Place Looms Large in Managing Longevity Risk

healthy longevity place planning Apr 25, 2024

The good news is that we are probabilistically expected to live longer than prior generations. The bad news is that we are probabilistically expected to live longer than prior generations. 

Analysts call this longevity risk. The risk of living longer than planned.

Most people do not want a lifespan without sufficient wealthspan, the number of years in good financial health, and healthspan, the number of years in good physical and mental health. However, we have agency throughout our lives to optimize healthy longevity, and place looms large with its possible interventions.


The three-legged stool of retirement income of social security, pensions and personal savings is not as stable as it once was


Is Your Three-Legged Stool Wobbly?

In a recent webinar hosted by the Stanford Center on Longevity, Jason Fichtner, Executive Director of the Alliance of Lifetime Income’s Retirement Income Institute and Chief Economist of the Bipartisan Policy Center, spoke of the three-legged stool of income for retirement: (i) social security, (ii) defined benefit savings/defined contribution plans and (iii) private savings. In prior generations, when people didn’t live as long, the number of years in retirement – requiring income – was shorter. For example, in 1970, the life expectancy at the average age of retirement for OECD countries was approximately 12 and 16 years for men and women, respectively. Approximately fifty years later, the figure is approximately 20 and 24 years for men and women, respectively. That’s approaching a decade of extra life to enjoy and fund.

At the time, the funding vehicles to support long lives are under stress. Social security was not intended (and, therefore, funded) to support such extended retirements. In 1935, when social security was implemented, life expectancy at birth was in the low 60s; today, it is approaching 80. Defined benefit plans have given way to defined contribution plans where responsibility has shifted from the employer to the employee. Many of yesteryear's defined benefit plans (i.e., pensions) look exceedingly generous compared to today’s standards. This leaves a greater onus on private savings, which are underfunded for many, particularly if lifespan gains continue.

For a number of us, the three-legged stool is wobbly.


It is a beautiful house but how much does it cost to maintain and must we own it? (Photo by todd kent on Unsplash)


The Critical Role of Place in Managing Longevity Risk

Place has a critical role in helping manage longevity risk. While home ownership is desirable for many and weaved into the American Dream, we must recognize that housing is a cost, even as an investment. Paying attention to the total cost of ownership can be revealing.

For young people, high housing costs compounded over many years can materially impact savings for retirement, the third leg of the retirement income stool.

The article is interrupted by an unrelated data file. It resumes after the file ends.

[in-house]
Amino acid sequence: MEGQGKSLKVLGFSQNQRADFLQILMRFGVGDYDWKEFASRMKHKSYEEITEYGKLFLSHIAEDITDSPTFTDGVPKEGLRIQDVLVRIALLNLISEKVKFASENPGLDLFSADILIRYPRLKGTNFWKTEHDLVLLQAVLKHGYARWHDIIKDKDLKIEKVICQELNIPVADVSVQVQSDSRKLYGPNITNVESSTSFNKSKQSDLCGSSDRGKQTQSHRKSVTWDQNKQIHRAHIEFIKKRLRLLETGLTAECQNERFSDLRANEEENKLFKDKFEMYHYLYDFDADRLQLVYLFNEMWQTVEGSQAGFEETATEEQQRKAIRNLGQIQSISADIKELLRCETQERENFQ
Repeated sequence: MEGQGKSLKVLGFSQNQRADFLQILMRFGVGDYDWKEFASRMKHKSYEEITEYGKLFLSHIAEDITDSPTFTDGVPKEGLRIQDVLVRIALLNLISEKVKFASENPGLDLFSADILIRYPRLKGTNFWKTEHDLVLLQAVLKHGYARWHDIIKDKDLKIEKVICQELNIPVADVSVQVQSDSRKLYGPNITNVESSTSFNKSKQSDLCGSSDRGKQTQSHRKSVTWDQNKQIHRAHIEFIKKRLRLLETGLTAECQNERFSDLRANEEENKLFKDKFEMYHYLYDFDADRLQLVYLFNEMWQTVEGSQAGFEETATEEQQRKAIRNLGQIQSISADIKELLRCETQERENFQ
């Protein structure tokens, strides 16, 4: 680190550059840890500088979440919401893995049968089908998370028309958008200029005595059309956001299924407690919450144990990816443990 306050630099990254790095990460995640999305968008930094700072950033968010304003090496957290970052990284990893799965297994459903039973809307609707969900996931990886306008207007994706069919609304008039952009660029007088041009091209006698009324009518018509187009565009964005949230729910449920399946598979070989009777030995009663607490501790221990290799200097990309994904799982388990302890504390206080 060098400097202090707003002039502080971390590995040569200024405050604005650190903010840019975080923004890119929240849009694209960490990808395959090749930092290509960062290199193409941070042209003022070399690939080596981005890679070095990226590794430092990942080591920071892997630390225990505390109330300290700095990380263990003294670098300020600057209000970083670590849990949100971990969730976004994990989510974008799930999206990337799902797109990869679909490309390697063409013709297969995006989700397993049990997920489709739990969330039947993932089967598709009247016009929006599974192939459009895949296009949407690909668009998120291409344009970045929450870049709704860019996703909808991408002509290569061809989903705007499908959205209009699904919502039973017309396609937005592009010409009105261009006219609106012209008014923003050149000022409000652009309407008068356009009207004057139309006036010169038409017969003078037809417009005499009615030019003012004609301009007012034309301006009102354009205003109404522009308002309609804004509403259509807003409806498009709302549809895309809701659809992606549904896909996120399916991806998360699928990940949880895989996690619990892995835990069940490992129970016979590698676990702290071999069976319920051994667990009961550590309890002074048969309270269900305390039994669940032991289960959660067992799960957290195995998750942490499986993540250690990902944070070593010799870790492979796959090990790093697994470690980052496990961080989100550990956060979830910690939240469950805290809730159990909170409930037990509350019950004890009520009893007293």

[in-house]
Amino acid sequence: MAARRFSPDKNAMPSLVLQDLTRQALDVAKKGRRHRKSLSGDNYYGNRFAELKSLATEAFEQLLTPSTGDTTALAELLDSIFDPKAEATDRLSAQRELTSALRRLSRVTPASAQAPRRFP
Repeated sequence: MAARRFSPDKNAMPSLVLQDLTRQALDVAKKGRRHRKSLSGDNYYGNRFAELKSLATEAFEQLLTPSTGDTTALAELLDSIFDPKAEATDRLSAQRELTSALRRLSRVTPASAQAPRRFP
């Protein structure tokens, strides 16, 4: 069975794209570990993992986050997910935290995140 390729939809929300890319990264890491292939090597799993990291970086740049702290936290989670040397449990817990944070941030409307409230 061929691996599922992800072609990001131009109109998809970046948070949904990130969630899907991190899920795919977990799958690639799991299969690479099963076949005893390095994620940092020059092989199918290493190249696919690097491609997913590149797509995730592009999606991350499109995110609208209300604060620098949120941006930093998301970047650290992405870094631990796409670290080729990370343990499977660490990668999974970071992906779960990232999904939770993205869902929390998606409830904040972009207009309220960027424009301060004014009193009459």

For older people, unused or underutilized square footage can be a hidden cost that contributes to a higher-than-necessary expense load. Consider the cost to maintain, furnish, and heat/cool underutilized spaces. Calculating these costs can be revealing.

One remedy, particularly for people in the second half of life, is to consider downsizing to match the needs of the current life stage. However, downsizing doesn't necessarily lead to lower costs in today’s higher interest rate environment and elevated housing prices. A big capital-gains bill can also be a factor if one sells a home with dramatic property appreciation. (See recent Wall Street Journal article “Boomers Bought Up the Big Homes. Now They’re Not Budging.” for more detail.)

Another consideration is to flip from home ownership to rental. This approach benefits homeowners by investing home equity in more diversified investment vehicles and eliminating the risk of having too much exposure to one illiquid asset (e.g., your home). This tactic may be able to match costs to income closely.


Homes with walkability may cost more on a per square foot basis than other options but it may be a worthwhile investment in your healthy longevity (Photo by Jezael Melgoza on Unsplash)


How Should You Consider Place in Optimizing Your Healthy Longevity?

It would be foolish only to consider the cost of housing. Your place is foundational to your health and well-being as it influences your purpose, social connections, physical well-being, and mental health. Feeling out of place and not at home has a real, if not quantifiable, cost.

At the same time, in the Age of Longevity, where living to 100 and beyond will become less improbable, paying attention to housing costs will matter for many of us. It is easy for housing costs to exceed the “30% rule”, which suggests that housing expenses should not exceed 30% of gross income. This guideline includes rent or mortgage payments, property taxes, homeowner's insurance, and utilities. These costs, compounded over time, add up considerably.

There is no perfect answer for managing longevity risk, but doing the math matters. Remember to include place in the equation for a healthy, long life.



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